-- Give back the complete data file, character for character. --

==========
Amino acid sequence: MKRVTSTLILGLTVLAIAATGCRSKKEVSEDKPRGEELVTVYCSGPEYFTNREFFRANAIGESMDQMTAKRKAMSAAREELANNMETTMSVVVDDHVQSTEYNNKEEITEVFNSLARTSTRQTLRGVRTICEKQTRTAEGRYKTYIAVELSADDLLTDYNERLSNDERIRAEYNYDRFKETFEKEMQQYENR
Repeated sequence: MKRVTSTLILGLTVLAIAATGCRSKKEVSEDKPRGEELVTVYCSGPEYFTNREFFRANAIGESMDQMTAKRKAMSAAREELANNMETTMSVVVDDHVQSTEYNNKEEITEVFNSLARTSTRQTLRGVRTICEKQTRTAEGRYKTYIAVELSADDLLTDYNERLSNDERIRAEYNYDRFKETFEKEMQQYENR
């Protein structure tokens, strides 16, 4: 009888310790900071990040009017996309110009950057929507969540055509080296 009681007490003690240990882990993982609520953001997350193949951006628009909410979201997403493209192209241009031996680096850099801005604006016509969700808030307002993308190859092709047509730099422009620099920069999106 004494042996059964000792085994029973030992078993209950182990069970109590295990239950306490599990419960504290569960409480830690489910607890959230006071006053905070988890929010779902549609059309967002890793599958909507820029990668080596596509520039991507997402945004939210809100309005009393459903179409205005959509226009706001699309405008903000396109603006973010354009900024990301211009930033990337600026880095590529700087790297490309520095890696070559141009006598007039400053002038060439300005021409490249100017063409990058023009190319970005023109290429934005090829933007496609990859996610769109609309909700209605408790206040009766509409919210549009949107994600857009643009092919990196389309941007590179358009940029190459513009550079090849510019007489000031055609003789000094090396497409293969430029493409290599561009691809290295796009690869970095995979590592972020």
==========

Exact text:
Amino acid sequence: MKRVTSTLILGLTVLAIAATGCRSKKEVSEDKPRGEELVTVYCSGPEYFTNREFFRANAIGESMDQMTAKRKAMSAAREELANNMETTMSVVVDDHVQSTEYNNKEEITEVFNSLARTSTRQTLRGVRTICEKQTRTAEGRYKTYIAVELSADDLLTDYNERLSNDERIRAEYNYDRFKETFEKEMQQYENR
Repeated sequence: MKRVTSTLILGLTVLAIAATGCRSKKEVSEDKPRGEELVTVYCSGPEYFTNREFFRANAIGESMDQMTAKRKAMSAAREELANNMETTMSVVVDDHVQSTEYNNKEEITEVFNSLARTSTRQTLRGVRTICEKQTRTAEGRYKTYIAVELSADDLLTDYNERLSNDERIRAEYNYDRFKETFEKEMQQYENR
């Protein structure tokens, strides 16, 4: 009888310790900071990040009017996309110009950057929507969540055509080296 009681007490003690240990882990993982609520953001997350193949951006628009909410979201997403493209192209241009031996680096850099801005604006016509969700808030307002993308190859092709047509730099422009620099920069999106 004494042996059964000792085994029973030992078993209950182990069970109590295990239950306490599990419960504290569960409480830690489910607890959230006071006053905070988890929010779902549609059309967002890793599958909507820029990668080596596509520039991507997402945004939210809100309005009393459903179409205005959509226009706001699309405008903000396109603006973010354009900024990301211009930033990337600026880095590529700087790297490309520095890696070559141009006598007039400053002038060439300005021409490249100017063409990058023009190319970005023109290429934005090829933007496609990859996610769109609309909700209605408790206040009766509409919210549009949107994600857009643009092919990196389309941007590179358009940029190459513009550079090849510019007489000031055609003789000094090396497409293969430029493409290599561009691809290295796009690869970095995979590592972020």